The massive earthquake and following tsunami hitting Japan yesterday, today had a first serious secondary effect in the form of a large explosion in a nuclear power plant close to Fukushima, causing physical injuries and severe structural damage – thus adding to an already quite serious situation of other nuclear power plants in the same area:
This picture, circulated by global news media illustrates the amount of damage to the external structure caused by the explosion:
The problems started already yesterday, when the tsunami caused electrical failures that incapacitated the technological installments meant to control the temperature of another plant in the Fukushima area. Already then, radioactivity was emitted and tens of thousands of people where relocated for protection, and plans for venting radioactive gas into the air to release the pressure inside the reactor was made official. The explosion in the second plant means that the problems have significantly escalated, it now includes five nuclear reactors and the evacuation scale has been doubled; now to cover a 20 km radius around the plants. If not before, both plants' cooling systems are now declared completely out of order. The Japanese agency for radiation protection has gone public with warnings that there is a risk of a bona fide "meltdown" – i.e. a Chernobyl type development that may cause massive radioactive emissions and ruin a large area around the plant for any sort of human activity or habitation for a very long period of time. This, however, is denied by the Tokyo Electric Power Company, that owns and runs the plants. According to them, the technology is of a sort that will stop the process of nuclear fission as the temperature rises – that is, assuming – I would personally like to add – that no vital parts of this technology has been damaged due to the precedent events. In any case, there will be substantial emissions of radioactivity due both to the explosion and the venting, and factors such as wind conditions will determine how this will immediate affect japanese people. Reports and further footage of all of this can be found here, here, here, here, here, here and here (in my own country, here, here and here) and in numerous other places. And here is an excellent link for keeping yourself updated on this matter.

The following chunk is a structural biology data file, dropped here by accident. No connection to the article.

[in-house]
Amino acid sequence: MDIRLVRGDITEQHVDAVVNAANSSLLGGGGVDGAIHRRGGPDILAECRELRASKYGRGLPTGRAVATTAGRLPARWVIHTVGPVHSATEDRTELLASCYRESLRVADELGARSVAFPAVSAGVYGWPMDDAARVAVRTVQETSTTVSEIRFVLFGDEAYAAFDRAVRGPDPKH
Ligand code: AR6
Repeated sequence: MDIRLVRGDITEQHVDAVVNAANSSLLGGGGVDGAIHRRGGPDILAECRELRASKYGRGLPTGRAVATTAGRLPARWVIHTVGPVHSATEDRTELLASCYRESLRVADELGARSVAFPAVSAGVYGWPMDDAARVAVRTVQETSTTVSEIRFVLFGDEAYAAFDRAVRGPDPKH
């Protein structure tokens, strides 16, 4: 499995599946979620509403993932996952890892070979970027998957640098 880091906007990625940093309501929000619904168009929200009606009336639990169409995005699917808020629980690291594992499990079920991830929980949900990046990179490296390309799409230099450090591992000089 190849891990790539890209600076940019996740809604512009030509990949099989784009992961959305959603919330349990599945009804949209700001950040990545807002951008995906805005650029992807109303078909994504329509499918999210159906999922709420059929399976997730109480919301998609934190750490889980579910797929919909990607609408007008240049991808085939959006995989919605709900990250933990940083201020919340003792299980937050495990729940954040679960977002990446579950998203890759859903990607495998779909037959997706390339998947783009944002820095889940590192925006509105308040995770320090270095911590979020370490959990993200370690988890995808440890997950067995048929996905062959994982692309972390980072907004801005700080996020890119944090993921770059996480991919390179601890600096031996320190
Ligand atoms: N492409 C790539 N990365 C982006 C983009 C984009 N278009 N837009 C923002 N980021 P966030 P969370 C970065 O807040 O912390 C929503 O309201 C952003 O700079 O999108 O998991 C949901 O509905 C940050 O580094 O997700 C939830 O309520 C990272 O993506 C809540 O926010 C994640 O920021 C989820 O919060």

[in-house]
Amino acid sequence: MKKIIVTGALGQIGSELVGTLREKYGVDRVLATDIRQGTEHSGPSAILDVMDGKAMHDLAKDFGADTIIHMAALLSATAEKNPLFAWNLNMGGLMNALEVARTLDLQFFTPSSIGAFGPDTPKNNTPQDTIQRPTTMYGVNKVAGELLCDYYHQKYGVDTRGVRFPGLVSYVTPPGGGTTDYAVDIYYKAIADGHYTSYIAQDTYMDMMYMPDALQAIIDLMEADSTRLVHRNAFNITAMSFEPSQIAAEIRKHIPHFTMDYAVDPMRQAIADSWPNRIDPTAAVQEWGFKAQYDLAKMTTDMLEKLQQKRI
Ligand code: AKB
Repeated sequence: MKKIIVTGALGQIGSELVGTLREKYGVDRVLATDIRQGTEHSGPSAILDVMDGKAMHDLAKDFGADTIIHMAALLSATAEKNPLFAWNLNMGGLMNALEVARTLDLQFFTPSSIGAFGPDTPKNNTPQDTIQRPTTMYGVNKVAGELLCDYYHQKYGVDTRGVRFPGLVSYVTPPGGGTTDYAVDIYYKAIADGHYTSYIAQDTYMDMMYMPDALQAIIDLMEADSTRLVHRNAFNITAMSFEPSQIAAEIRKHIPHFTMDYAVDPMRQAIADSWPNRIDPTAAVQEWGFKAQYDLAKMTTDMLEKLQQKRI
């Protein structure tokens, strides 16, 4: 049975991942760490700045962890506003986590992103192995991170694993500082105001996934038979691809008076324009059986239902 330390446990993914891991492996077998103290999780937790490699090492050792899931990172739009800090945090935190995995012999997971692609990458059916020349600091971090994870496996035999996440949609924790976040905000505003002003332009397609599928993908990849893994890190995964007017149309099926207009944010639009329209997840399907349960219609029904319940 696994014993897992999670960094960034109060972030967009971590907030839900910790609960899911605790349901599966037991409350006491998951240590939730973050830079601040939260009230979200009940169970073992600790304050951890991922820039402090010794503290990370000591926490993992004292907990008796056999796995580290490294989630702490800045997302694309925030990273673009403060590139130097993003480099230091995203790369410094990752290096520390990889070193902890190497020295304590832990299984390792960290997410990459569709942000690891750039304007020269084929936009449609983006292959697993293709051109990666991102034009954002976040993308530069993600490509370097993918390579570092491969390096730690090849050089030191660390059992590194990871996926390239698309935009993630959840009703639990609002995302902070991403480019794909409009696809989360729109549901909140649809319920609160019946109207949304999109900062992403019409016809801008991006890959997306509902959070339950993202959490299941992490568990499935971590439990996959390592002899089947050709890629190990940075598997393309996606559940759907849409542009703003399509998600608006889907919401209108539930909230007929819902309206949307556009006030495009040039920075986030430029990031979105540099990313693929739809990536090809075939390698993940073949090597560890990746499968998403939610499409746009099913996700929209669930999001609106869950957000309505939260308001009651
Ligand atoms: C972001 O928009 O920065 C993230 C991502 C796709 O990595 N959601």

Now, besides all of the tragedy directly caused by these and the related events, this development also provides some important perspectives on the recent return in Western countries of strong nuclear power advocacy and support in view of the threats created by climate change due to green house gas emissions. This angle has revived the political leverage of the nuclear power lobby's old environmentalist argument, now beefed up with supporting claims about technology that guarantees that no Chernobyl scenario would be possible even if there was to be serious incidents in the plants. In my forthcoming book, The Price of Precaution and the Ethics of Risk, I assess this argument with rather pessimistic conclusions. Seen in a larger context, where the not only immediate security but also the serious long-term waste problems of nuclear energy are taken into account, there are much better alternatives for dealing with the challenge of ensuring energy production in the face of climate change. However, the recent events in Japan adds a further layer of doubt regarding the idea of nuclear power as the easy fix of climate change problems.